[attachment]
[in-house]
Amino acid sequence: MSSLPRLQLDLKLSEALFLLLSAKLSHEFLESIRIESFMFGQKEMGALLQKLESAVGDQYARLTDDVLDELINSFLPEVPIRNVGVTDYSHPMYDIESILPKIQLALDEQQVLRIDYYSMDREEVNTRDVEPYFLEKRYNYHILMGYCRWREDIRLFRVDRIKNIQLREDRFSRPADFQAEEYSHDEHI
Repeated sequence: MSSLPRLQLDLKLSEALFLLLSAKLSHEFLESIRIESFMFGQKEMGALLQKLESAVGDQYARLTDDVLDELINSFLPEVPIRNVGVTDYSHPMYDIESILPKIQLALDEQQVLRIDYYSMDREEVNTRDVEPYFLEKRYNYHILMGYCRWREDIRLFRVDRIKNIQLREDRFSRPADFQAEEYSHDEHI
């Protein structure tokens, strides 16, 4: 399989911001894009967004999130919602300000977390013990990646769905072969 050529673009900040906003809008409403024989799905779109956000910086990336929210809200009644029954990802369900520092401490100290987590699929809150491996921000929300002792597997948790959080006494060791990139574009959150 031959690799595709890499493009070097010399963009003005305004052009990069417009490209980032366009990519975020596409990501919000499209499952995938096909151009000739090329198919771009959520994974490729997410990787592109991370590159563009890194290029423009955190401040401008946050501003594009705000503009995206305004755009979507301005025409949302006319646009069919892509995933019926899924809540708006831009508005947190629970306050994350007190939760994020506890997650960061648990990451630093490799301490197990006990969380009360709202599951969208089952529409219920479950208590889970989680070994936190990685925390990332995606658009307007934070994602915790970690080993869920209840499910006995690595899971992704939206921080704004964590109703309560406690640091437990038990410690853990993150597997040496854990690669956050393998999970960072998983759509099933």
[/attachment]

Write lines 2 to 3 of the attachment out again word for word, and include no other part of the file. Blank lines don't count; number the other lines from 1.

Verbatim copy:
Amino acid sequence: MSSLPRLQLDLKLSEALFLLLSAKLSHEFLESIRIESFMFGQKEMGALLQKLESAVGDQYARLTDDVLDELINSFLPEVPIRNVGVTDYSHPMYDIESILPKIQLALDEQQVLRIDYYSMDREEVNTRDVEPYFLEKRYNYHILMGYCRWREDIRLFRVDRIKNIQLREDRFSRPADFQAEEYSHDEHI
Repeated sequence: MSSLPRLQLDLKLSEALFLLLSAKLSHEFLESIRIESFMFGQKEMGALLQKLESAVGDQYARLTDDVLDELINSFLPEVPIRNVGVTDYSHPMYDIESILPKIQLALDEQQVLRIDYYSMDREEVNTRDVEPYFLEKRYNYHILMGYCRWREDIRLFRVDRIKNIQLREDRFSRPADFQAEEYSHDEHI